The flowline float means 50 may thereafter be raised through the vertical hull opening 21, and thereafter operatively secured to the offshore production facility 10, such as by use of upper locking beams 71 and/or lower locking beams 72. These beams 71, 72, may be swung into position and locked in place either hydraulically and/or by manual means in order to effectively secure the float means 15 to the production facility 10. Recovery pipe 62 may be connected to recovery connection 55 and hook 63 so that the riser buoyancy lift means 64 may apply an upwardly directed force to the flowline float means 15 also.
Once the flowline float means 15 have been secured in place, the flexible steel flowline means 14, 14A may be placed in fluid communication with the fluid conduit means 82 carried by the offshore facility 10. This may be accomplished by placing the flexible steel flowline means 14, 14A in fluid communication with the releaseable pipe connection means 83, which may be disconnected quickly if the flowline float means 15 must be disconnected from the facility 10, such as in the event of an oncoming storm. Valves 85, 85A may also secure the flow of production fluid to or from the subsea well and/or flowlines 17, 17A when the flowline float means 15 is disconnected from the facility 10. It is understood that these valves 84, 85, 85A may be either manually or hydraulically actuated from another control station (not shown) in order to selectively place various flowline means 14, 14A in fluid communication with the fluid conduit means 82, by means well known to the art.
In a preferred embodiment, once flowlines 14, 14A are placed in fluid communication with fluid conduit means 82, the flowline float means 15 may be disconnected from the flowlines 14, 14A (by means not shown) and submerged a selected distance below production facility 10. Flowlines 14, 14A may be supported by upper locking beam 71. The total mass of the facility 10 may be decreased in this manner.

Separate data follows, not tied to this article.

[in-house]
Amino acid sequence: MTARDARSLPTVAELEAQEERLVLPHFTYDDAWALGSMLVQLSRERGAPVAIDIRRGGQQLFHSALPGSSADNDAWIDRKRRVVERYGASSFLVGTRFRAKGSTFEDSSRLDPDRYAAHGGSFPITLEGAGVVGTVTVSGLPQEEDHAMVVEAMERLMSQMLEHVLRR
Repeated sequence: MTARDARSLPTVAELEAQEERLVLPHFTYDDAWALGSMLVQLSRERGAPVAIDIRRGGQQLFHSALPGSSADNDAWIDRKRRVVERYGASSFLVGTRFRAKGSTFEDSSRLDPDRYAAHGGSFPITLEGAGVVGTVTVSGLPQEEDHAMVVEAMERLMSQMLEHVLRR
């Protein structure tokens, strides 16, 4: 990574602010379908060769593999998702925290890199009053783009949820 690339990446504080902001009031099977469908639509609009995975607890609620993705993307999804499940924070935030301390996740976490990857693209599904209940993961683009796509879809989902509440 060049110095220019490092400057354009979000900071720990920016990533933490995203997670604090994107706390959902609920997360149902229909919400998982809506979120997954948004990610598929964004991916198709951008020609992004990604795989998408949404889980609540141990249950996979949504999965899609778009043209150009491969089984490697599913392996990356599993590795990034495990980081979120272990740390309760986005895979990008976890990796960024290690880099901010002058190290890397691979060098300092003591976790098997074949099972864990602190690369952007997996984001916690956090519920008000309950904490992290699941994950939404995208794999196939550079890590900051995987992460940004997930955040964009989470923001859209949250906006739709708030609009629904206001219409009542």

Many other variations and modifications may be made to the apparatus and techniques hereinbefore described, both by those having experience in this technology, without departing from the concept of the present invention. Accordingly, it should be clearly understood that the apparatus and methods depicted in the accompanying drawings and referred to in the foregoing description are illustrative only and are not intended as limitations on the scope of the invention.
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|U.S. Classification||166/345, 166/346, 166/350, 405/224|
|International Classification||E21B17/01, B63B22/02, E21B43/01|
|Cooperative Classification||B63B22/021, E21B17/015, E21B43/01|
|European Classification||E21B17/01F, B63B22/02B, E21B43/01|
|Jan 21, 1988||AS||Assignment|
Owner name: SHELL OIL COMPANY, A DE. CORP.
Free format text: ASSIGNMENT OF ASSIGNORS INTEREST.;ASSIGNOR:STEVENS, JAMES W.;REEL/FRAME:004820/0892
Effective date: 19850304
Owner name: SHELL OIL COMPANY, A DE. CORP.,TEXAS
Free format text: ASSIGNMENT OF ASSIGNORS INTEREST;ASSIGNOR:STEVENS, JAMES W.;REEL/FRAME:004820/0892
Effective date: 19850304
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|Oct 13, 1995||SULP||Surcharge for late payment|